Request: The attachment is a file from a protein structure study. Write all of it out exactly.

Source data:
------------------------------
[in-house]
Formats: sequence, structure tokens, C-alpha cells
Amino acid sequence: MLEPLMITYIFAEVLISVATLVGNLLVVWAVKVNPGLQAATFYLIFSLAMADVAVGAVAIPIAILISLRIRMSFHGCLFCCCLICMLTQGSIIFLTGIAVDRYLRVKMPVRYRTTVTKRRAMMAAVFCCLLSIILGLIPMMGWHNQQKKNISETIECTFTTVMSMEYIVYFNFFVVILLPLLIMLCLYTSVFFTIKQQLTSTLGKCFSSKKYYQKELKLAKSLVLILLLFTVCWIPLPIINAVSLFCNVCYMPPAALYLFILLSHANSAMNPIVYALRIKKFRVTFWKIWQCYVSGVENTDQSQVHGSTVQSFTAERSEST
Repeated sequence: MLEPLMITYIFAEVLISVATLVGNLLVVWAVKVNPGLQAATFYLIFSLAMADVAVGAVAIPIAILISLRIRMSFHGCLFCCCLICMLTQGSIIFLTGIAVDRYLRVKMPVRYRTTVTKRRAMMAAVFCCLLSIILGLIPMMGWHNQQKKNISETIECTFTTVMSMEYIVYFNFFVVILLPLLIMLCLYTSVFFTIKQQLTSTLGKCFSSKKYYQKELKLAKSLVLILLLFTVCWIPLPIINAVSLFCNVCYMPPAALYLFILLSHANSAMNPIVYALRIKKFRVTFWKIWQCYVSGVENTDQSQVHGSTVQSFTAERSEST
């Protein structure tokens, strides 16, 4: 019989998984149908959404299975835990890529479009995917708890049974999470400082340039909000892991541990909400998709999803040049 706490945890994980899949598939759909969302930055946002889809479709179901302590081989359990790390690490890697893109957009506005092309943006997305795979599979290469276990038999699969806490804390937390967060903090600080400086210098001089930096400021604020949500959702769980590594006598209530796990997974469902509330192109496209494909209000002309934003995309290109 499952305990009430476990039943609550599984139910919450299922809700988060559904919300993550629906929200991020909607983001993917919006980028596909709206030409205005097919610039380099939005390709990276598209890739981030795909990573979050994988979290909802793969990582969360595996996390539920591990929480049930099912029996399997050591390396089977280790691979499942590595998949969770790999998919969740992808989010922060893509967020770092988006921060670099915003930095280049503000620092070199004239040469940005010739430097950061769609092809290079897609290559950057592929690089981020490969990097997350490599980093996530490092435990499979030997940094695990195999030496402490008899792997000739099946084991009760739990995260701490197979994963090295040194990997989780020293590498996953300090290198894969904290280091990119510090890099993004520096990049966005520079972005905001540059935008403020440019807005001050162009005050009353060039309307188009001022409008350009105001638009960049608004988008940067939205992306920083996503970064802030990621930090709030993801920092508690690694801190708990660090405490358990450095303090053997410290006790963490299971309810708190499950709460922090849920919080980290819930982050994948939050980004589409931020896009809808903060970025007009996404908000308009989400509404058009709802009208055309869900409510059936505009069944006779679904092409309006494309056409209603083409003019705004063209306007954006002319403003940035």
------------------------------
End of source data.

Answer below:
[in-house]
Formats: sequence, structure tokens, C-alpha cells
Amino acid sequence: MLEPLMITYIFAEVLISVATLVGNLLVVWAVKVNPGLQAATFYLIFSLAMADVAVGAVAIPIAILISLRIRMSFHGCLFCCCLICMLTQGSIIFLTGIAVDRYLRVKMPVRYRTTVTKRRAMMAAVFCCLLSIILGLIPMMGWHNQQKKNISETIECTFTTVMSMEYIVYFNFFVVILLPLLIMLCLYTSVFFTIKQQLTSTLGKCFSSKKYYQKELKLAKSLVLILLLFTVCWIPLPIINAVSLFCNVCYMPPAALYLFILLSHANSAMNPIVYALRIKKFRVTFWKIWQCYVSGVENTDQSQVHGSTVQSFTAERSEST
Repeated sequence: MLEPLMITYIFAEVLISVATLVGNLLVVWAVKVNPGLQAATFYLIFSLAMADVAVGAVAIPIAILISLRIRMSFHGCLFCCCLICMLTQGSIIFLTGIAVDRYLRVKMPVRYRTTVTKRRAMMAAVFCCLLSIILGLIPMMGWHNQQKKNISETIECTFTTVMSMEYIVYFNFFVVILLPLLIMLCLYTSVFFTIKQQLTSTLGKCFSSKKYYQKELKLAKSLVLILLLFTVCWIPLPIINAVSLFCNVCYMPPAALYLFILLSHANSAMNPIVYALRIKKFRVTFWKIWQCYVSGVENTDQSQVHGSTVQSFTAERSEST
């Protein structure tokens, strides 16, 4: 019989998984149908959404299975835990890529479009995917708890049974999470400082340039909000892991541990909400998709999803040049 706490945890994980899949598939759909969302930055946002889809479709179901302590081989359990790390690490890697893109957009506005092309943006997305795979599979290469276990038999699969806490804390937390967060903090600080400086210098001089930096400021604020949500959702769980590594006598209530796990997974469902509330192109496209494909209000002309934003995309290109 499952305990009430476990039943609550599984139910919450299922809700988060559904919300993550629906929200991020909607983001993917919006980028596909709206030409205005097919610039380099939005390709990276598209890739981030795909990573979050994988979290909802793969990582969360595996996390539920591990929480049930099912029996399997050591390396089977280790691979499942590595998949969770790999998919969740992808989010922060893509967020770092988006921060670099915003930095280049503000620092070199004239040469940005010739430097950061769609092809290079897609290559950057592929690089981020490969990097997350490599980093996530490092435990499979030997940094695990195999030496402490008899792997000739099946084991009760739990995260701490197979994963090295040194990997989780020293590498996953300090290198894969904290280091990119510090890099993004520096990049966005520079972005905001540059935008403020440019807005001050162009005050009353060039309307188009001022409008350009105001638009960049608004988008940067939205992306920083996503970064802030990621930090709030993801920092508690690694801190708990660090405490358990450095303090053997410290006790963490299971309810708190499950709460922090849920919080980290819930982050994948939050980004589409931020896009809808903060970025007009996404908000308009989400509404058009709802009208055309869900409510059936505009069944006779679904092409309006494309056409209603083409003019705004063209306007954006002319403003940035």